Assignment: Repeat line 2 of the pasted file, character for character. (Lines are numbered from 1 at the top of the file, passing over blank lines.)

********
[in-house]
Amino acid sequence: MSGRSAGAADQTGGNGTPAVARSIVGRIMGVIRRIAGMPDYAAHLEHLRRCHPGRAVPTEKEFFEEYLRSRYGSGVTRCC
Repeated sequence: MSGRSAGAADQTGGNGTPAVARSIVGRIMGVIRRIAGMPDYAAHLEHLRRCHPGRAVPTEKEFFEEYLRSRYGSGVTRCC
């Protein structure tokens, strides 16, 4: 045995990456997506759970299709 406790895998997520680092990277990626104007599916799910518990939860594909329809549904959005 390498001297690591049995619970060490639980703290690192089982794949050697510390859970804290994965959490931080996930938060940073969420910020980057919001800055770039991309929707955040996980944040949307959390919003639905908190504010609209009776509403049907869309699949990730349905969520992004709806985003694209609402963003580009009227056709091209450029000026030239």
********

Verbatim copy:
Amino acid sequence: MSGRSAGAADQTGGNGTPAVARSIVGRIMGVIRRIAGMPDYAAHLEHLRRCHPGRAVPTEKEFFEEYLRSRYGSGVTRCC